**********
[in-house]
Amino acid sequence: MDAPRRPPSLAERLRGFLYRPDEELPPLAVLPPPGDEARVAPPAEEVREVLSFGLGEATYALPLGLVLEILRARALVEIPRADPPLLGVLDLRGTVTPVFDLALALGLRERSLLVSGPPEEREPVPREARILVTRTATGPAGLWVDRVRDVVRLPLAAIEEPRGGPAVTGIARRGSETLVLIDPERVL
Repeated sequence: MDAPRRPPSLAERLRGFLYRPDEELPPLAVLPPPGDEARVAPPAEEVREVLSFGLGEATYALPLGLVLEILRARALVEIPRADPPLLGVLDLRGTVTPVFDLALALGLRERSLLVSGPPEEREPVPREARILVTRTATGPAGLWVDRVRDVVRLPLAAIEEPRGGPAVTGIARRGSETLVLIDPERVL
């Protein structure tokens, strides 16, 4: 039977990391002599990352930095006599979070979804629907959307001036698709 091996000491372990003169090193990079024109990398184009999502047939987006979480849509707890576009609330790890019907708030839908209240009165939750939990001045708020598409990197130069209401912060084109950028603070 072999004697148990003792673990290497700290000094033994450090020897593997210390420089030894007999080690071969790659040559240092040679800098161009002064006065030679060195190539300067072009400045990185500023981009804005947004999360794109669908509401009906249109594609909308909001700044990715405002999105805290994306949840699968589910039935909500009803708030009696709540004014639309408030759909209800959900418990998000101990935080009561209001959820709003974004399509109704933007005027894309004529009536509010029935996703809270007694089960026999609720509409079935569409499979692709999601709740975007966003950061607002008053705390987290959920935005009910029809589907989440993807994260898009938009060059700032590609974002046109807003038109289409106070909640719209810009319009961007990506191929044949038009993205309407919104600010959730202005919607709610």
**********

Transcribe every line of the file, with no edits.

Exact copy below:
[in-house]
Amino acid sequence: MDAPRRPPSLAERLRGFLYRPDEELPPLAVLPPPGDEARVAPPAEEVREVLSFGLGEATYALPLGLVLEILRARALVEIPRADPPLLGVLDLRGTVTPVFDLALALGLRERSLLVSGPPEEREPVPREARILVTRTATGPAGLWVDRVRDVVRLPLAAIEEPRGGPAVTGIARRGSETLVLIDPERVL
Repeated sequence: MDAPRRPPSLAERLRGFLYRPDEELPPLAVLPPPGDEARVAPPAEEVREVLSFGLGEATYALPLGLVLEILRARALVEIPRADPPLLGVLDLRGTVTPVFDLALALGLRERSLLVSGPPEEREPVPREARILVTRTATGPAGLWVDRVRDVVRLPLAAIEEPRGGPAVTGIARRGSETLVLIDPERVL
């Protein structure tokens, strides 16, 4: 039977990391002599990352930095006599979070979804629907959307001036698709 091996000491372990003169090193990079024109990398184009999502047939987006979480849509707890576009609330790890019907708030839908209240009165939750939990001045708020598409990197130069209401912060084109950028603070 072999004697148990003792673990290497700290000094033994450090020897593997210390420089030894007999080690071969790659040559240092040679800098161009002064006065030679060195190539300067072009400045990185500023981009804005947004999360794109669908509401009906249109594609909308909001700044990715405002999105805290994306949840699968589910039935909500009803708030009696709540004014639309408030759909209800959900418990998000101990935080009561209001959820709003974004399509109704933007005027894309004529009536509010029935996703809270007694089960026999609720509409079935569409499979692709999601709740975007966003950061607002008053705390987290959920935005009910029809589907989440993807994260898009938009060059700032590609974002046109807003038109289409106070909640719209810009319009961007990506191929044949038009993205309407919104600010959730202005919607709610």